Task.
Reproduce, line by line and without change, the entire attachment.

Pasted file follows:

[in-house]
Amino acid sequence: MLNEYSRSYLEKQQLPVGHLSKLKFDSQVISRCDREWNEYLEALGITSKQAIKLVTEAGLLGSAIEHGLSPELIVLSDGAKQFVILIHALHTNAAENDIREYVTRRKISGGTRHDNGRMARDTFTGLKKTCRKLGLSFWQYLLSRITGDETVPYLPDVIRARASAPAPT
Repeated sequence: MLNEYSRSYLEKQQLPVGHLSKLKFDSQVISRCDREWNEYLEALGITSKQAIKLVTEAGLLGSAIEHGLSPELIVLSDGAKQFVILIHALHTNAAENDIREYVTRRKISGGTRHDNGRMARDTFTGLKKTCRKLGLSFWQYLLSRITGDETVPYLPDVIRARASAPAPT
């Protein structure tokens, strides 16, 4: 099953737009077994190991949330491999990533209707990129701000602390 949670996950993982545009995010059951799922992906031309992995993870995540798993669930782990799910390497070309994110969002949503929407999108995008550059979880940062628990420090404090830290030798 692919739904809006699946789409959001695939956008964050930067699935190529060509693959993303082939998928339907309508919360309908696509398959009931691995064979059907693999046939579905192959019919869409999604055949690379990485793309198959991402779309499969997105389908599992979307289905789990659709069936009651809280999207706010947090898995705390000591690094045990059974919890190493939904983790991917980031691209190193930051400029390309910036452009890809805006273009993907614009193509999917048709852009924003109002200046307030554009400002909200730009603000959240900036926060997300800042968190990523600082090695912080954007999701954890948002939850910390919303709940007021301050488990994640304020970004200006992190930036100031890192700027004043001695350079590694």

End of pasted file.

[in-house]
Amino acid sequence: MLNEYSRSYLEKQQLPVGHLSKLKFDSQVISRCDREWNEYLEALGITSKQAIKLVTEAGLLGSAIEHGLSPELIVLSDGAKQFVILIHALHTNAAENDIREYVTRRKISGGTRHDNGRMARDTFTGLKKTCRKLGLSFWQYLLSRITGDETVPYLPDVIRARASAPAPT
Repeated sequence: MLNEYSRSYLEKQQLPVGHLSKLKFDSQVISRCDREWNEYLEALGITSKQAIKLVTEAGLLGSAIEHGLSPELIVLSDGAKQFVILIHALHTNAAENDIREYVTRRKISGGTRHDNGRMARDTFTGLKKTCRKLGLSFWQYLLSRITGDETVPYLPDVIRARASAPAPT
């Protein structure tokens, strides 16, 4: 099953737009077994190991949330491999990533209707990129701000602390 949670996950993982545009995010059951799922992906031309992995993870995540798993669930782990799910390497070309994110969002949503929407999108995008550059979880940062628990420090404090830290030798 692919739904809006699946789409959001695939956008964050930067699935190529060509693959993303082939998928339907309508919360309908696509398959009931691995064979059907693999046939579905192959019919869409999604055949690379990485793309198959991402779309499969997105389908599992979307289905789990659709069936009651809280999207706010947090898995705390000591690094045990059974919890190493939904983790991917980031691209190193930051400029390309910036452009890809805006273009993907614009193509999917048709852009924003109002200046307030554009400002909200730009603000959240900036926060997300800042968190990523600082090695912080954007999701954890948002939850910390919303709940007021301050488990994640304020970004200006992190930036100031890192700027004043001695350079590694």